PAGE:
The following morning, I packed everything a few minutes earlier and headed to the new station to catch the 8:04 a.m. King Country Metro 240. Parking was relatively easy, though I made a note to remember the parking lot is much smaller than the South Bellevue Park-and-Ride. I walked about 5 minutes to SE 8th St & 118th Ave SE. I wanted to make sure I head I got on the quickest route, so I used my One Bus Away app that showed me arrival times of neighboring stations and bus stops. This bus then dropped me off a few minutes later at the Eastgate Park-and-Ride where I walked I caught route King Country Metro 212 dropped me off about two blocks away from my destination, and in less than five minutes I was at the Courthouse. Heading back home I had a few options, but I found that taking the Sound Transit 550 gets me faster to Bellevue in the evenings. I exited at the Bellevue Transit Center, and caught the King County Metro 246, or King County Metro 240, whichever came first since both buses travel to the Wilburton Park-and-Ride.

For now, this is a good substitution while I wait for the light rail to come across to the Eastside; and I still have time to grab my morning triple shot latte on ice before jumping on the bus!

-Sincerely, Caffeinated Carey

********

To those who can relate to Caffeinated Carey’s story due to the closure of South Bellevue and Park-and-Ride, Choose Your Way Bellevue is here to assist with making the transition to your new commute an easier one. The 550, 555, and 556, 241 and 249 will continue to serve Bellevue Way in front of the South Bellevue Park-and-Ride when it closes. There will not be a park-and-ride in that vicinity; however, I would encourage you to plan ahead and look for an alternative park-and-ride that may work for you. (Note that you may need to transfer buses from your alternative lot in order to get where you need to go.) Or, try sharing the ride!

In fact, your new route may turn out to be faster than your old one. Recently, a commuter discovered that parking at the Newport Hills Park-and-Ride and taking the King County Metro Route 111 was 15 minutes faster than her current commute parking at the South Bellevue Park-and-Ride and taking the Sound Transit 550!

Try checking for a new route from home, rather than the South Bellevue Park-and-Ride; you may be surprised what you find! Some other helpful resources for planning your route include:

If you are having trouble figuring out your new commute, we are here to help! You may request Choose Your Way Bellevue custom commute assistance at any time. Also check out our East Link and Travel Options page for resources and updates.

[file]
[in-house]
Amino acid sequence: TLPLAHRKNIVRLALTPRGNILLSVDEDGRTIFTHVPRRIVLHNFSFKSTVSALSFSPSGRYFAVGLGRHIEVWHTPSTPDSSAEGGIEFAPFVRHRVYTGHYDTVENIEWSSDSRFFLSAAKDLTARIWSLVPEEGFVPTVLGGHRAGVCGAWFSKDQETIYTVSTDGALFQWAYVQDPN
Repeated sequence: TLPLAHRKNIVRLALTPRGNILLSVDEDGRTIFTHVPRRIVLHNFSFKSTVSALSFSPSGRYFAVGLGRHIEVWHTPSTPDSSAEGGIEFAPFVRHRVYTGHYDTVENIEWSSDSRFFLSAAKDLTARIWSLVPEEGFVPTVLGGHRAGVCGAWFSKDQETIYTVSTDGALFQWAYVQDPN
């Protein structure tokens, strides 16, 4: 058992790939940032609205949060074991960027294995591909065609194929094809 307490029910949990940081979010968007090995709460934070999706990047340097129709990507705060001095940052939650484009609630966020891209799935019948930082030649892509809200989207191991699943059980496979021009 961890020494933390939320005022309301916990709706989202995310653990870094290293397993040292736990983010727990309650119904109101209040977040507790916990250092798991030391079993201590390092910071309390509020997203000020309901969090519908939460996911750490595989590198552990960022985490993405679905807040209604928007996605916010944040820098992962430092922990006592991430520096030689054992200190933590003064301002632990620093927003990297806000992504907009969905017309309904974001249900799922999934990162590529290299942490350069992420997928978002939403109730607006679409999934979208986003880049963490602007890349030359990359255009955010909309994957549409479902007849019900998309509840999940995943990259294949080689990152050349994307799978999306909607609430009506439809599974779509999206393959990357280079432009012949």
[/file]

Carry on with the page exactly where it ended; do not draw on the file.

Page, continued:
Stay tuned to our blog for more examples in the future of how people are adjusting their commutes regarding the South Bellevue Park-and-Ride closure.

-Choose Your Way Bellevue staffer Sandee

Thursday, May 4th, 2017 4:23 PM | by Sandee Ditt | Add a Comment

Mariners opening day is fast approaching and now that I’m working in Bellevue, I wanted to get a jump start on my commute to the night games. I started by weighing my advantages and disadvantages of driving to the game. Dealing with rush hour traffic AND game day traffic sounded dreadful. I decided to test out my game day route when I came across some Sounders tickets. I jumped on Google Maps, adjusted the “arrive by” time, and saw the 550 from Bellevue Transit Center would get me to the game by 7:00 p.m. Along the way, I was surprised to see so many fans boarding the bus in Bellevue.

Mercer Island Park ‘n’Ride Sounder fans boarding the bus.

Most of the major transit hubs like Mercer Island Park and Ride have open spots after 5 p.m. Getting on and jumping off with the rest of the Sounder’s crowd was great, and getting dropped off 8 minutes from the stadium was even better. Not only did I arrive in time to have a drink before heading into the stadium, I even beat the friend I was meeting who was coming from downtown Seattle!

When leaving the game, I was glad that I wasn’t one of the cars stuck at the traffic lights or dodging fans in the parking lots. Jumping on the bus and heading home was a breeze. I live in Seattle, so it was a much quicker commute from the stadium on route 5, but I witnessed many people heading to the International District/Chinatown station to catch their bus and/or train out of Seattle.

Traveling home alone on the bus after the game at 10:00 p.m. also wasn’t very intimidating as there were so many fans on the street. A nice perk of taking a Metro bus home was being able to ask the bus driver about a block in advance to stop a bit closer to my house on the normal route. Metro’s program called Night Stop that runs between 8:00 p.m. – 5:00 a.m. allows you to ask a Metro driver to stop somewhere nearer your destination, if it is safe for the bus to do so. It was a nice bonus at the end of the night!

-Choose Your Way Bellevue Staffer Sandee

Friday, April 7th, 2017 4:58 PM | by Sandee Ditt | Add a Comment